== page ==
Sunday 28 December 2014

Spain train driver out of hospital

Published 27/07/2013 | 02:27

Police stand guard as the wreckage of the crashed train is seen ready to be moved in Santiago de Compostela (AP)
Police stand guard as the wreckage of the crashed train is seen ready to be moved in Santiago de Compostela (AP)
An aerial image shows the devastation in Spain (AP)
Injured train driver Francisco Jose Garzon Amo is helped away by two men from the site of the disaster (AP)
Derailed cars are removed as emergency personnel work at the site of a train accident in Santiago de Compostela (AP)
The moment the front of the train derails on a bend is caught on security camera footage (AP)
Emergency personnel respond to the scene of a train derailment in Santiago de Compostela, Spain (AP)
Rail personnel and firefighters inspect derailed cars at the site of a train accident in Spain (AP)

The injured driver of the Spanish train that derailed at high speed, killing 78 people and injuring dozens more, has been released from hospital but is still being held in a police station as authorities increasingly focus on his culpability.

Francisco Jose Garzon Amo is due to appear before a judge by Sunday evening, a hotly awaited opportunity for him to give his explanation for Spain's deadliest train crash in decades.

Garzon has been under the microscope, with the country's railway agency saying it was his responsibility to brake before going into the high-risk curve where the train careered off the rails and smashed into a wall. It is still not clear whether the brakes failed or were never used, and Garzon has remained silent so far.

"There is rational evidence to lead us to think that the driver could have eventual responsibility," interior minister Jorge Fernandez Diaz told reporters at the crash site near the Catholic pilgrimage town of Santiago de Compostela.

He said Garzon is now being held on suspicion of negligent homicide. Authorities had previously said he was detained on suspicion of recklessness. Speaking later at the police station, the minister also said that if Garzon were to choose to give a statement to the police before testifying in front of a judge, his lawyer would be called. So far the driver has opted to use his constitutional right to remain silent, "although he may change his mind on that", Mr Fernandez Diaz said.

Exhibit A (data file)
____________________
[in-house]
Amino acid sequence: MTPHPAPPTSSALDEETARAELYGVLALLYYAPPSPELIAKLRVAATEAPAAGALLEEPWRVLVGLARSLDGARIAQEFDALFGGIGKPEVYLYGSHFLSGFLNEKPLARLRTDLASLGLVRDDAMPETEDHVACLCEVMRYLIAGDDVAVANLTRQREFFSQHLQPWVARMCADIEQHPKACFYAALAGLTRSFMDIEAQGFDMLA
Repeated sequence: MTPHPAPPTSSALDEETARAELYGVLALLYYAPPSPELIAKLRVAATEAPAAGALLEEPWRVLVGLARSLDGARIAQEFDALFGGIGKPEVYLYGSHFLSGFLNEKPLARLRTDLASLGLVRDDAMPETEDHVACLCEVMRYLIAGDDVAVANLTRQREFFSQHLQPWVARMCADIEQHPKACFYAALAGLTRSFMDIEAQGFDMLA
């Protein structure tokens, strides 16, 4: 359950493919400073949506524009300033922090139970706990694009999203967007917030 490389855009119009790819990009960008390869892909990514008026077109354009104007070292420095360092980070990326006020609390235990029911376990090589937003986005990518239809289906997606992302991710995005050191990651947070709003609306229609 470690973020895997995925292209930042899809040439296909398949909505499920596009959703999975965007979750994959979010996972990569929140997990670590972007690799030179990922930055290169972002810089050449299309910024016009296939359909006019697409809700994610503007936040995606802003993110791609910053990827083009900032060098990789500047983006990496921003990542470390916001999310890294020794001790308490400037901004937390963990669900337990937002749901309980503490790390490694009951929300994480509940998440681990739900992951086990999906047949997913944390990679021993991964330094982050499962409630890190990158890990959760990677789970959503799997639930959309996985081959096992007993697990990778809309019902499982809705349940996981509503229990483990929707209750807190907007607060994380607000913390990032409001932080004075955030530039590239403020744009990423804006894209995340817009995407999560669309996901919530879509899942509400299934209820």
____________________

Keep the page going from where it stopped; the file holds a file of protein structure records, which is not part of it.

The wreckage still remained near the site on Saturday as passenger trains passed by. Black ribbons of mourning dotted the Santiago de Compostela and flags flew at half-mast. Makeshift shrines drew mourners to the city's cathedral. Garzon had been expected to give a preliminary statement to judicial police as early as Thursday, but that process was delayed, reportedly due to health reasons. Earlier on Saturday, the justice department said Garzon's first appearance before a judge had been postponed until Sunday.

A blood-soaked Garzon was photographed after the Wednesday crash being escorted away from the wreckage, at first by civilians who had hurried to the scene of the accident and then by police, but it is not clear what his medical status is. Unconfirmed media reports said that Garzon had injured ribs.

The train's eight passenger carriages packed with 218 passengers blazed far over the speed limit into a curve and violently tipped over. Diesel fuel sent flames coursing through some cabins. Investigators are examining recording devices from the train but have not officially said how fast it was going when it derailed.

One local resident has claimed the driver said minutes after the crash that he had been going fast and could not brake. In a TV interview, Evaristo Iglesias said he and another person accompanied Francisco Jose Garzon Amo to a stretch of flat ground where other injured people were being laid out, waiting for emergency services to arrive. Iglesias said: "He told us that he wanted to die."

He adds that Garzon said he "had been going fast" and "he said he had needed to brake but couldn't".

Press Association

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